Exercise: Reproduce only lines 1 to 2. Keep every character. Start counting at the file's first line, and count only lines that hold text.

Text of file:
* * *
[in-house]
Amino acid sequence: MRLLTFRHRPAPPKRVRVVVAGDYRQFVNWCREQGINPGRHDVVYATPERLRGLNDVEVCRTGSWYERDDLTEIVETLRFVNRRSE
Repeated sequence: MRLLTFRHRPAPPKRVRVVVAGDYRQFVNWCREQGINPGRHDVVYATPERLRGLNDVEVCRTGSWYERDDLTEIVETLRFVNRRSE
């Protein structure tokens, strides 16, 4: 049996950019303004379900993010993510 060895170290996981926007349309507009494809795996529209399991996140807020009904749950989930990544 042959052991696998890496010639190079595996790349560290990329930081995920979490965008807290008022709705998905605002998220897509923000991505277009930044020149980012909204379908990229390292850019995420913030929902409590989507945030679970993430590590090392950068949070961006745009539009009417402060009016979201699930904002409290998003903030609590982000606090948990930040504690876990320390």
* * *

[in-house]
Amino acid sequence: MRLLTFRHRPAPPKRVRVVVAGDYRQFVNWCREQGINPGRHDVVYATPERLRGLNDVEVCRTGSWYERDDLTEIVETLRFVNRRSE